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Old 08-30-2021, 06:41 AM
twodog max twodog max is online now
Join Date: Aug 2015
Location: Arkansas Ozarks
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I have been loading for a Miroku/Winchester 1892 44/40 for three years. First of all not all brass is equal. Winchester brass is extremely thin in the neck. It is supposed to be that way so that the brass will seal the chamber at the low SAAMI spec pressures. You have to be very careful when seating and crimping or the necks will collapse. Get the bullet straight before running it into the seating die. Get adequate flaring of the case mouth is critical to bullet seating. I seat and crimp in separate processes. I have RCBS dies but use a Redding Profile crimp die to do the roll crimp. IMO this is the only way to go. Technically 44/40 barrels should use .427-.428 bullets but the new Winchesters are usually .429 and the bullets should be .429 or .430 to shoot best. This is the biggest reason to exercise extreme care in the seating and crimping. You need good dies. I have little faith in the Lee stuff especially the factory crimp thing. Resist the urge to shoot heavy 44 bullets. Restrict yourself to cast bullets in the 200-220 weights. Don't try to magnumize this round. The 44/40 is not a magnum but an effective round on its own. Higher pressures cause early case failure. I use Winchester and Starline cases mostly but I have some Magtech that I got as factory ammo that I use and got to work well using the Redding profile crimp die.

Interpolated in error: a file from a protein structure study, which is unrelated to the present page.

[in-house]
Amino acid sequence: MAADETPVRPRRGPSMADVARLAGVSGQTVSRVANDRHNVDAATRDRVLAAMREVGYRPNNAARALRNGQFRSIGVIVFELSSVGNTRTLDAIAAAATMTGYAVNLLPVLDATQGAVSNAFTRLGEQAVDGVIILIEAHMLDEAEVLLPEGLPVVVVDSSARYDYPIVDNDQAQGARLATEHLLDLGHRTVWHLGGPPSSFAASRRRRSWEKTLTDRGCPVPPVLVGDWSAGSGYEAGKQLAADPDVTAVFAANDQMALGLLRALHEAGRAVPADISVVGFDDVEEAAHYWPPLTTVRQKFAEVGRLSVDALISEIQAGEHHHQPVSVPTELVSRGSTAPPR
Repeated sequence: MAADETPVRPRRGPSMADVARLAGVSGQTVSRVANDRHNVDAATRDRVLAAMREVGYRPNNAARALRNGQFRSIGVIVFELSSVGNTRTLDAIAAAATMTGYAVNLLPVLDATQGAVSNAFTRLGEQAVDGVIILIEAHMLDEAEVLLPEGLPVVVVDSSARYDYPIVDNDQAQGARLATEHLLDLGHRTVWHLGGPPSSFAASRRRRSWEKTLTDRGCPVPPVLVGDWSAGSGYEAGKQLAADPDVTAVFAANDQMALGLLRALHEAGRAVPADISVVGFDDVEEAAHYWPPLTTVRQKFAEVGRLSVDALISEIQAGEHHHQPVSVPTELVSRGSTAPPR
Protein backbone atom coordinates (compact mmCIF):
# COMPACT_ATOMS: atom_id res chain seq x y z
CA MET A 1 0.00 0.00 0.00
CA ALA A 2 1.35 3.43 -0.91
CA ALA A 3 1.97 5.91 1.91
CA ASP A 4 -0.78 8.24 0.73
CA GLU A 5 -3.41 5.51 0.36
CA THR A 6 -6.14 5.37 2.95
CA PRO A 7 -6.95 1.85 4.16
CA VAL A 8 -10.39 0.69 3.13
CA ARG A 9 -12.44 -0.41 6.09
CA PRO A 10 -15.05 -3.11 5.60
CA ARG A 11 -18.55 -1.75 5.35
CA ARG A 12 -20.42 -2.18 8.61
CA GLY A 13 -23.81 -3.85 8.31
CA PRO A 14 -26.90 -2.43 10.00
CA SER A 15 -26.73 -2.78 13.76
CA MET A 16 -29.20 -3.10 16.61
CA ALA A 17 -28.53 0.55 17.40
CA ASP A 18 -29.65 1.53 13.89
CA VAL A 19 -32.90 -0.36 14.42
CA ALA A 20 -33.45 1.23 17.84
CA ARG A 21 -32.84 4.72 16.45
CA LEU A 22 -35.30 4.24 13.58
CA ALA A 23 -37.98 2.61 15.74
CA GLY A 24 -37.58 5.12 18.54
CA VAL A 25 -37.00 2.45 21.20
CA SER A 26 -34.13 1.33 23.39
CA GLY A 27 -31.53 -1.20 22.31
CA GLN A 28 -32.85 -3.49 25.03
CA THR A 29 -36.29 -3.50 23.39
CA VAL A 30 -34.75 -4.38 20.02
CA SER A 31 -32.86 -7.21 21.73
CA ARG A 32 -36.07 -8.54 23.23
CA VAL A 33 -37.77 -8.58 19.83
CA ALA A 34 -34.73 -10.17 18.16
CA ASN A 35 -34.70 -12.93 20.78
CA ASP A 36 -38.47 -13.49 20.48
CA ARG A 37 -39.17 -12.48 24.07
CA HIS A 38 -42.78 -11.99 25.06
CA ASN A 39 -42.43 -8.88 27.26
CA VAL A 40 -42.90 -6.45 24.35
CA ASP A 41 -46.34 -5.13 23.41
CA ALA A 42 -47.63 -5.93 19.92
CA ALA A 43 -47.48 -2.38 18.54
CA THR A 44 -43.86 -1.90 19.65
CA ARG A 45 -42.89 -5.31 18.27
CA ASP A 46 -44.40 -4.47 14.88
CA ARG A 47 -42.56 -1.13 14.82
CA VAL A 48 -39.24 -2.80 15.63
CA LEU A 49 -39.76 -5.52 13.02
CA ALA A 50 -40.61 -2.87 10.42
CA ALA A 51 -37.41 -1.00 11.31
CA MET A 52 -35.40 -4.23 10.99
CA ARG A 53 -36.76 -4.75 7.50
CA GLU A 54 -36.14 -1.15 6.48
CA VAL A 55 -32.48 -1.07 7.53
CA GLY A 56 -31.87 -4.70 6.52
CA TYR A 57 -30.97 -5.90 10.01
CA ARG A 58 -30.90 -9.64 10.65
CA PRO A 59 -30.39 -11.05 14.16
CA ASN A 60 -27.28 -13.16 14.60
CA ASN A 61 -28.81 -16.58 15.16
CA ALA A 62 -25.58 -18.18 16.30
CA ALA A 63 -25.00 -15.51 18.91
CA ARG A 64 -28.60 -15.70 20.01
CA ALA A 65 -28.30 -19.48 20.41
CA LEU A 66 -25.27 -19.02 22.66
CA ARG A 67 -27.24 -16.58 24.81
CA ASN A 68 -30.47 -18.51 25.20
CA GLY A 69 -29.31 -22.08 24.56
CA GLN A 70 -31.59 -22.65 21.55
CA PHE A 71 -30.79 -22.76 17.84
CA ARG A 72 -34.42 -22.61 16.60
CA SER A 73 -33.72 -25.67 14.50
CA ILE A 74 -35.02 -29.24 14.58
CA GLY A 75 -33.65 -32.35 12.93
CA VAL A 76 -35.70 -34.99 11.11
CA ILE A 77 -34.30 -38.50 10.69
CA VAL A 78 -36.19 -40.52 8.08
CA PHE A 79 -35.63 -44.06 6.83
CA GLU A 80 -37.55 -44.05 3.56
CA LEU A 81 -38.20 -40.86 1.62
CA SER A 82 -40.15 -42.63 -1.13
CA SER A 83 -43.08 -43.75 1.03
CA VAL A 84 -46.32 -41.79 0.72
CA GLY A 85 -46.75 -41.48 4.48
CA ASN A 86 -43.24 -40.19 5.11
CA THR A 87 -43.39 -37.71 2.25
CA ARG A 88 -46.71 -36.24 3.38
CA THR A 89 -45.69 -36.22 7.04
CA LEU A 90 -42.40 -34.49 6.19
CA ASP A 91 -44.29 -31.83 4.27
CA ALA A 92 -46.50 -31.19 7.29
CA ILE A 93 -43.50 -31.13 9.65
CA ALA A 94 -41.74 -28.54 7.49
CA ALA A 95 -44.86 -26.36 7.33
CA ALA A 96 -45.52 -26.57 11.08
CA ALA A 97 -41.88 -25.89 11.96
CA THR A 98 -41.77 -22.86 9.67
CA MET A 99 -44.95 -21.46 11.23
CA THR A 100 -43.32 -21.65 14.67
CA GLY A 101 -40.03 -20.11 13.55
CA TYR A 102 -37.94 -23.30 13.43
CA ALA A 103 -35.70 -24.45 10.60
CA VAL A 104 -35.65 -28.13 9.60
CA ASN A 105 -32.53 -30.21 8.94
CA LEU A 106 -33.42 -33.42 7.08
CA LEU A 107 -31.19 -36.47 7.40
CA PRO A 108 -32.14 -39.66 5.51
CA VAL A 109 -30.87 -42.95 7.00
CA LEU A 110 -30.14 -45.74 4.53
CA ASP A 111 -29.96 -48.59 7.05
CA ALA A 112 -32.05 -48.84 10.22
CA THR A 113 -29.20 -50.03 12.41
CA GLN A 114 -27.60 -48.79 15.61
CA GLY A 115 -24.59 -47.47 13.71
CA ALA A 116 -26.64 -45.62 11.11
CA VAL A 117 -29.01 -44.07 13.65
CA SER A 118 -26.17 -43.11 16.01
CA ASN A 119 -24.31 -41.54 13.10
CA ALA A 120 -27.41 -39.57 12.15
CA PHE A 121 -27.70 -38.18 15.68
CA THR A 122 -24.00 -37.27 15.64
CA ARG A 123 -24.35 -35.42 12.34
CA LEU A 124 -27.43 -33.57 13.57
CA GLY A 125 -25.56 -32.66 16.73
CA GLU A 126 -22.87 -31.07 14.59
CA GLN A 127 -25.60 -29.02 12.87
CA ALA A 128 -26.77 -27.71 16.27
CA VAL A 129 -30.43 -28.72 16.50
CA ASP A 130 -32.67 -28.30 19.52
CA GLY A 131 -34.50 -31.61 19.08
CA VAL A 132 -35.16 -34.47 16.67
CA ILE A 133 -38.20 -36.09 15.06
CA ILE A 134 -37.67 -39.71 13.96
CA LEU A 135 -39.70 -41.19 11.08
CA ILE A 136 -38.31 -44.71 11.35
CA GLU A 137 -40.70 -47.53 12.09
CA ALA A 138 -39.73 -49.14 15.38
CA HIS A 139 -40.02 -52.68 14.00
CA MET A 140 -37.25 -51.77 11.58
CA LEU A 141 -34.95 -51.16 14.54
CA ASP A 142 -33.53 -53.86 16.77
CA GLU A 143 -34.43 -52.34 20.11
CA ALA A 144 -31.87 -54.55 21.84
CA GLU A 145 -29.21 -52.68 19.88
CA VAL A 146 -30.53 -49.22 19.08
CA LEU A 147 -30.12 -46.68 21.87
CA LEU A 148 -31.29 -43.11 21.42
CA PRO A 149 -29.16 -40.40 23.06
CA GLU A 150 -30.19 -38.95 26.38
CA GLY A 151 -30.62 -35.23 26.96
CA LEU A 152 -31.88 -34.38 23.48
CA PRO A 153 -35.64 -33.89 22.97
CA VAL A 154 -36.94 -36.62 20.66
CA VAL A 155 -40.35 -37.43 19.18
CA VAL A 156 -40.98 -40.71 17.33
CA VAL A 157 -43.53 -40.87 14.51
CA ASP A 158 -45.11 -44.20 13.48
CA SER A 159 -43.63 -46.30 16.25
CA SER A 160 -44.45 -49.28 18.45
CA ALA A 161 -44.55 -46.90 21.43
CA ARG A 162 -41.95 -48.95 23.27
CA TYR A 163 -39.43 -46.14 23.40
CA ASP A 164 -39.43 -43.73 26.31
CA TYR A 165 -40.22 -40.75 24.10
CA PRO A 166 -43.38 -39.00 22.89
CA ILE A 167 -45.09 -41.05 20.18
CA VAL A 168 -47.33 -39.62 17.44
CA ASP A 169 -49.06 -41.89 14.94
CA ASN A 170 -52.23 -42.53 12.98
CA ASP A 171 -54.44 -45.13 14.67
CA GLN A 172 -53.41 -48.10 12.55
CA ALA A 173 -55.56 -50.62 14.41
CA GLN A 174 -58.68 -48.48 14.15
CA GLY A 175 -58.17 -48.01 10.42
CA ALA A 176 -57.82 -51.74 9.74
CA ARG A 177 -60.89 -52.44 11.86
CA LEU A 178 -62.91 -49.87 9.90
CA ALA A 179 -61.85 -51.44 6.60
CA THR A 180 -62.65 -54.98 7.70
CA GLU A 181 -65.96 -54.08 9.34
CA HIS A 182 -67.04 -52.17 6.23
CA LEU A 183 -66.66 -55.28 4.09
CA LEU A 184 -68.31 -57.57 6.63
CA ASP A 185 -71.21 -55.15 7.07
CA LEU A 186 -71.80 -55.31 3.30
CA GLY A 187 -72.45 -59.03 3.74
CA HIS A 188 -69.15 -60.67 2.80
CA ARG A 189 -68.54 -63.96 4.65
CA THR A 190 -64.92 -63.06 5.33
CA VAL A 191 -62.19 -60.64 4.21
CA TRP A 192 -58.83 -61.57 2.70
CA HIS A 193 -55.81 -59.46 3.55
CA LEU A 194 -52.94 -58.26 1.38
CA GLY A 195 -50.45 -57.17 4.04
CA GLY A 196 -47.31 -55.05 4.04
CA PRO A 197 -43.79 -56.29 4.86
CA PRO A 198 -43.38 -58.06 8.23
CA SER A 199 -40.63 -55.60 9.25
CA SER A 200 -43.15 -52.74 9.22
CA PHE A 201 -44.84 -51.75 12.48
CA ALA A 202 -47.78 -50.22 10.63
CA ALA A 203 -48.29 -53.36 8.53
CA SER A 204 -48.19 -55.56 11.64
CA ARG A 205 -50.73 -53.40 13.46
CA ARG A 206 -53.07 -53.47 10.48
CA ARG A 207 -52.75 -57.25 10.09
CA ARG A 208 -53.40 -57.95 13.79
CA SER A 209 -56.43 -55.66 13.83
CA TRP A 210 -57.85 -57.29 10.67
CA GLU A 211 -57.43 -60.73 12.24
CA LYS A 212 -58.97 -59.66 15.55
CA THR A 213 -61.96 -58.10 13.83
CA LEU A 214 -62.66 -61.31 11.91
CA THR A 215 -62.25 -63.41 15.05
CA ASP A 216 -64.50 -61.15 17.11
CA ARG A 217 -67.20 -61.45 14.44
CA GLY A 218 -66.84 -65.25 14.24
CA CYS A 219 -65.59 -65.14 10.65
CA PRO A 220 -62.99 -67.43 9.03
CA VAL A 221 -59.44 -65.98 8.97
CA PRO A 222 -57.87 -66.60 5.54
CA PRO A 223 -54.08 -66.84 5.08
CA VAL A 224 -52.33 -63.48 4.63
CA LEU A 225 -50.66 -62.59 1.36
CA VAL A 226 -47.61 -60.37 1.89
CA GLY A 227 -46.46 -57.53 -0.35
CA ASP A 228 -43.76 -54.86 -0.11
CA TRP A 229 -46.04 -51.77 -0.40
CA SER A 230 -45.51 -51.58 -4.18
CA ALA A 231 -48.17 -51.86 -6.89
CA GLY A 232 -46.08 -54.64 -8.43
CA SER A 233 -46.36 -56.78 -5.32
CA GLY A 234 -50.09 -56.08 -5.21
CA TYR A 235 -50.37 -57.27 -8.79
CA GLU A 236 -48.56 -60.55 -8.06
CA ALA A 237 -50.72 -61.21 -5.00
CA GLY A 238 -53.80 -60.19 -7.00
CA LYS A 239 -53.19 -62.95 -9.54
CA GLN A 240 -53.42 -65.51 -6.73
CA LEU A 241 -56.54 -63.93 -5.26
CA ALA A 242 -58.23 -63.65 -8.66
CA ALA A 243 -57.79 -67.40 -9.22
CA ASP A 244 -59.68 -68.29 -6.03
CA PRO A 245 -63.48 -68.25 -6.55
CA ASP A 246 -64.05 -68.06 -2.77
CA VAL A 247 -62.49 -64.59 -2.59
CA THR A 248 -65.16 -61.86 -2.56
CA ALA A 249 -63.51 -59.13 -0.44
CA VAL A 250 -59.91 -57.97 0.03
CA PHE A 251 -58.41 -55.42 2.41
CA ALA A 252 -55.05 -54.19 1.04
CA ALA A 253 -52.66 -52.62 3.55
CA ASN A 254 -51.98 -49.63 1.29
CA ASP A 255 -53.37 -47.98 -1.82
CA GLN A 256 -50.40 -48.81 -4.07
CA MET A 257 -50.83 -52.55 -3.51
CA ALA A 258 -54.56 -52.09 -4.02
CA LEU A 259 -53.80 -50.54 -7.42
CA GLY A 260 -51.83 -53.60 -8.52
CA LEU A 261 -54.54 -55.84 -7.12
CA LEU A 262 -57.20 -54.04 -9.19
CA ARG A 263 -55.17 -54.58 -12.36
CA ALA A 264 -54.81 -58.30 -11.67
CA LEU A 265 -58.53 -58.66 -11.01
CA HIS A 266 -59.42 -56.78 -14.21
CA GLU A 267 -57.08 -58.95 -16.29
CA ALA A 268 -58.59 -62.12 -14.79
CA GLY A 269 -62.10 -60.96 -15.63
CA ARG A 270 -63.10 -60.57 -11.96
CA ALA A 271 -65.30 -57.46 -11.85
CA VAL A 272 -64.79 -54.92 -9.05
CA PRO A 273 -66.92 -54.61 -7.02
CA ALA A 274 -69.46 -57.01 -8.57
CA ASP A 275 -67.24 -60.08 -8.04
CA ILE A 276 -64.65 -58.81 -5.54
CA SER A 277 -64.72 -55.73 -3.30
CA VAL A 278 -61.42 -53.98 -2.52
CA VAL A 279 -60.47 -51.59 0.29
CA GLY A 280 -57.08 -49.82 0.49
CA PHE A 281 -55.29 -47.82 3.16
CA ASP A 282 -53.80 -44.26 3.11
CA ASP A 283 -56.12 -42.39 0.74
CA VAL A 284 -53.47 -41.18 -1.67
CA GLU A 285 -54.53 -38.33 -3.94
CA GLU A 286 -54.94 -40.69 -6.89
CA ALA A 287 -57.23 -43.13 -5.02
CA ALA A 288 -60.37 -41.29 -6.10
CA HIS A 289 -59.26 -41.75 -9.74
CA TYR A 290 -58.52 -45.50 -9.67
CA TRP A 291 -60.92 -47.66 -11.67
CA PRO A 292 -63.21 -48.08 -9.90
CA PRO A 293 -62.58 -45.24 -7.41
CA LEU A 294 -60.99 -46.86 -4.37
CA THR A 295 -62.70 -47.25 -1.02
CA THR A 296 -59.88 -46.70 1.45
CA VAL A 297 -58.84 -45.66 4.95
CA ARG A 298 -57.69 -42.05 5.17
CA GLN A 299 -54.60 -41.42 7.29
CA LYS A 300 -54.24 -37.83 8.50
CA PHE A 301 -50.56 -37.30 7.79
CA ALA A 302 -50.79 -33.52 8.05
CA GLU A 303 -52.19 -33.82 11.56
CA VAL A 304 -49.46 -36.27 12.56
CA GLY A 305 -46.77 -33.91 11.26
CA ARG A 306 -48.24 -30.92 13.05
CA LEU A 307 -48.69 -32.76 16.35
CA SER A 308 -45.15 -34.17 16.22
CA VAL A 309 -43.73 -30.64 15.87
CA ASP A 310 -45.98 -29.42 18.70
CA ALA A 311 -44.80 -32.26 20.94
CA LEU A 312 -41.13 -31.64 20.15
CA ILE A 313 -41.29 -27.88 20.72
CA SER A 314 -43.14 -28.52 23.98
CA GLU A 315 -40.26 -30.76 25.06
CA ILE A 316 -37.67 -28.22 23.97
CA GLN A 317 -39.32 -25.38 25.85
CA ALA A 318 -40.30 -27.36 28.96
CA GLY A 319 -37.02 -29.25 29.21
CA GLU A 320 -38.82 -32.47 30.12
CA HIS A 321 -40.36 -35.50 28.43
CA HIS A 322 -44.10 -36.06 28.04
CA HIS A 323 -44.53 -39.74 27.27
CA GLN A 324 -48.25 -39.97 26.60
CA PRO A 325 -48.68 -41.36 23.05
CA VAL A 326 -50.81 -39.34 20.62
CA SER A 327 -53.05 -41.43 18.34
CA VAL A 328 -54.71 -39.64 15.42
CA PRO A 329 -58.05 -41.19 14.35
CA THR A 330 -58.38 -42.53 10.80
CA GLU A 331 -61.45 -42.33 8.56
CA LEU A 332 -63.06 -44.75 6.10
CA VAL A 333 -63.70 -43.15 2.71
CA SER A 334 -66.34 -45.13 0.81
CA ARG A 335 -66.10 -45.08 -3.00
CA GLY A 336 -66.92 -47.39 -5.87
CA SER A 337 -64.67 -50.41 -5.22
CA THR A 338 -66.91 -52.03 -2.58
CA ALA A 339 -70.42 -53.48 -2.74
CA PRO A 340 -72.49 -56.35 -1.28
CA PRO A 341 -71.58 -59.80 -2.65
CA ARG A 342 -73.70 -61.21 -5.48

The 44/40 is pure fun to shoot. Low recoil even when loaded to 12-1300 fps range. Rounds feed best if you stick to bullets that are or closely shaped like RNFP types. I have had great results using the Nosler 200 grain .429 bullet at standard velocities.
If you get in a hurry or try to take shortcuts you will ruin a lot of brass that is expensive and difficult at times to find.

Last edited by twodog max; 08-30-2021 at 06:45 AM.
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